Digital transformation and demographic change are profoundly affecting the way our societies and  economies function, confronting the translation profession with challenges, but also with  opportunities. Accelerating technological developments, especially artificial intelligence, are  reshaping the way translators work, changing processes, tasking and demand structures in the  language industry. The advance of machine translation (MT) into the routine cognitive work hitherto  done by human translators has been creating an increasing demand for MT post-editing and related  technology-led skills, but it is also opening spaces for adaptive experts (Holyoak, 1991)1 able to  identify, deliver and advise on the added value of human translation and language service provision  beyond the scope of automation. Moreover, demographic developments and socio-ethical  requirements to provide inclusive, user-centred access to information and services are extending the  mediatory roles and responsibilities expected of human translators, supported by assistive  technologies, in a growing variety of contexts.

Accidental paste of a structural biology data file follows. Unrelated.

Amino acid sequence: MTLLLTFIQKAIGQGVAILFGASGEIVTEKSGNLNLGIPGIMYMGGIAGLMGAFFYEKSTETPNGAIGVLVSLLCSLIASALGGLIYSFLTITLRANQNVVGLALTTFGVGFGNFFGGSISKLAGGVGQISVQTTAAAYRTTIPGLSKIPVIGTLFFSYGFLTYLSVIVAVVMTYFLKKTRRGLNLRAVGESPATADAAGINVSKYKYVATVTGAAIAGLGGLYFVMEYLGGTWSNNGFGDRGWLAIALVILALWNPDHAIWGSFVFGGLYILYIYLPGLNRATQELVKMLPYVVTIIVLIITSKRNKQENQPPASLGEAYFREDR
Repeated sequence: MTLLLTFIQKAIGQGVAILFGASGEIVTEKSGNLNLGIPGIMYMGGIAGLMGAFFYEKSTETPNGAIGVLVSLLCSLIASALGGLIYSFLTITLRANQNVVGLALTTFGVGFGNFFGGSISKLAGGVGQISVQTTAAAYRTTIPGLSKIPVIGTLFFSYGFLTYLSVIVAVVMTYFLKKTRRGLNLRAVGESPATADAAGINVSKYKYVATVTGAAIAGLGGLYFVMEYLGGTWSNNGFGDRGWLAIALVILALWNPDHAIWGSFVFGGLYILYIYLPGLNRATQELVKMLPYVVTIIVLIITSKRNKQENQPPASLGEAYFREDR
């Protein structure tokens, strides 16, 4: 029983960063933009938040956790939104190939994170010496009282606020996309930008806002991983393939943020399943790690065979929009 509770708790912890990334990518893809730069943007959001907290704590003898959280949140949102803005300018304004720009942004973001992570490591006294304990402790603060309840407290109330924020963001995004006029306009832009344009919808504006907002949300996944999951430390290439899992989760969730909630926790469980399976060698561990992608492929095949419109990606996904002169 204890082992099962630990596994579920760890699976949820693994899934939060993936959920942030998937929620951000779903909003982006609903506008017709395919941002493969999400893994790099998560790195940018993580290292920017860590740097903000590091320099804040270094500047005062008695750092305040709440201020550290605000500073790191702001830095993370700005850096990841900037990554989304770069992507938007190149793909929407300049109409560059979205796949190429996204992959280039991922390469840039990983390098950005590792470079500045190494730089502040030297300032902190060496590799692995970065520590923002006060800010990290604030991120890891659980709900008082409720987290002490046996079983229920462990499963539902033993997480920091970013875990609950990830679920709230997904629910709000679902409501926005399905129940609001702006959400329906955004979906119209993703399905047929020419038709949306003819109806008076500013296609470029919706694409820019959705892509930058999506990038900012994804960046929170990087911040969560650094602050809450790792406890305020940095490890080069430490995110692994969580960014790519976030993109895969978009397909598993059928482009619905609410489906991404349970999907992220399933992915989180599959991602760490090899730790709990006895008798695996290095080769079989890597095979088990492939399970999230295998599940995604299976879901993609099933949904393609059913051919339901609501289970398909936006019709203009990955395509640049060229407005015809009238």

A review of current job positions in the language industry demonstrates the proliferation of job  titles and responsibilities (Bond, 2018)2. Powered by evolving digital resources and socio-ethical  demands, the roles and responsibilities associated with these new and emerging profiles are rapidly  and comprehensively transcending the traditional bounds of core activities and competences  associated with translation and interpreting, the two key prototypes of language mediation. The  diversity of activities, roles and responsibilities is also reflected in two handbooks published this year,  the Bloomsbury Companion to Language Industry Studies (Angelone, Ehrensberger-Dow, and Massey  2020)3 and the Routledge Handbook of Translation and Technology (O’Hagan 2020)4. Localization,  transcreation, multimodal and audiovisual translation, user-centred translation, accessible barrier-free  communication, revision, pre-editing, post-editing, terminological services, linguistic intercultural  mediation, public service translation, language and communication consultancy are just some of the  areas in which the professional group (still) called translators and interpreters work. As translation and  related language mediation professions diversify, they are also increasingly converging with  professions such as organisational, technical and accessible communication, yielding new  interprofessional forms and fields of work oriented towards strategic trust- and reputation-building,  user experience and social inclusion. Yet, research on translators’ status and self-concept indicates that